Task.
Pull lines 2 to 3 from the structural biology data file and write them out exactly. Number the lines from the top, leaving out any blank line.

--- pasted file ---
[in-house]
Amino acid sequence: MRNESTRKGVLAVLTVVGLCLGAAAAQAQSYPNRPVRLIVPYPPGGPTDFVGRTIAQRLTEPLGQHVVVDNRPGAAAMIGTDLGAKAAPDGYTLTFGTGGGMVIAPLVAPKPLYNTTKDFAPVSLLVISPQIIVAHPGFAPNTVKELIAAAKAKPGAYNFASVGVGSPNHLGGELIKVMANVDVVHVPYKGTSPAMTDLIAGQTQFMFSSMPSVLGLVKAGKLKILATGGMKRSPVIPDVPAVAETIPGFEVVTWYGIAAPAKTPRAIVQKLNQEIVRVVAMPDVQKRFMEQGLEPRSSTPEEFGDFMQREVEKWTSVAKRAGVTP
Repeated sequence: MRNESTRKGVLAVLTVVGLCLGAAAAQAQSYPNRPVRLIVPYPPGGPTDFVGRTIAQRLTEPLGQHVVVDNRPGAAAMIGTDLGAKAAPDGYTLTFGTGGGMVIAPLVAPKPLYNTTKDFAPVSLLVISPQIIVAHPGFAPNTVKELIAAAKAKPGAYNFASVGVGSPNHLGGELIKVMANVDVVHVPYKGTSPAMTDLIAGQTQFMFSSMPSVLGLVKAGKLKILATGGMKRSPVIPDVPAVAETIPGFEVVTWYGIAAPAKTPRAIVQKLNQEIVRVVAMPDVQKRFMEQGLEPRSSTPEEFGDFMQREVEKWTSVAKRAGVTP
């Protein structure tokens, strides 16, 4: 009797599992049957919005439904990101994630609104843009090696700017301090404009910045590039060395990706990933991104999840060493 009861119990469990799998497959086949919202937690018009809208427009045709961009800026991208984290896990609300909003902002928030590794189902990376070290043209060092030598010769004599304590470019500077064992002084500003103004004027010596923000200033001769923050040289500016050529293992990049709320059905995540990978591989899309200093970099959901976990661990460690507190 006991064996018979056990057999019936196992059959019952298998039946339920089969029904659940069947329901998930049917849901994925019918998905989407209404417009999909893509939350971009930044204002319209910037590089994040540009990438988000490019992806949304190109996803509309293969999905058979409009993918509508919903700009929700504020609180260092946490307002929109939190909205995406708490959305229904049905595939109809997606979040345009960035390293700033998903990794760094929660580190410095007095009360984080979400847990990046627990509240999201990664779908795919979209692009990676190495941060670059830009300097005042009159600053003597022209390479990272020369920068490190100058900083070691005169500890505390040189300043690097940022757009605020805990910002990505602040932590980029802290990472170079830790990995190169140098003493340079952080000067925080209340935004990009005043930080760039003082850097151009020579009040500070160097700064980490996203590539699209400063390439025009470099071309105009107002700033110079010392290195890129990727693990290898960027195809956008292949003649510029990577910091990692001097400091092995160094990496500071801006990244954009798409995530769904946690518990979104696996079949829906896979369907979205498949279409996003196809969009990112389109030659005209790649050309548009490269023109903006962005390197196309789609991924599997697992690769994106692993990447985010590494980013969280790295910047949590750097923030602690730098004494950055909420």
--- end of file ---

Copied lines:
Amino acid sequence: MRNESTRKGVLAVLTVVGLCLGAAAAQAQSYPNRPVRLIVPYPPGGPTDFVGRTIAQRLTEPLGQHVVVDNRPGAAAMIGTDLGAKAAPDGYTLTFGTGGGMVIAPLVAPKPLYNTTKDFAPVSLLVISPQIIVAHPGFAPNTVKELIAAAKAKPGAYNFASVGVGSPNHLGGELIKVMANVDVVHVPYKGTSPAMTDLIAGQTQFMFSSMPSVLGLVKAGKLKILATGGMKRSPVIPDVPAVAETIPGFEVVTWYGIAAPAKTPRAIVQKLNQEIVRVVAMPDVQKRFMEQGLEPRSSTPEEFGDFMQREVEKWTSVAKRAGVTP
Repeated sequence: MRNESTRKGVLAVLTVVGLCLGAAAAQAQSYPNRPVRLIVPYPPGGPTDFVGRTIAQRLTEPLGQHVVVDNRPGAAAMIGTDLGAKAAPDGYTLTFGTGGGMVIAPLVAPKPLYNTTKDFAPVSLLVISPQIIVAHPGFAPNTVKELIAAAKAKPGAYNFASVGVGSPNHLGGELIKVMANVDVVHVPYKGTSPAMTDLIAGQTQFMFSSMPSVLGLVKAGKLKILATGGMKRSPVIPDVPAVAETIPGFEVVTWYGIAAPAKTPRAIVQKLNQEIVRVVAMPDVQKRFMEQGLEPRSSTPEEFGDFMQREVEKWTSVAKRAGVTP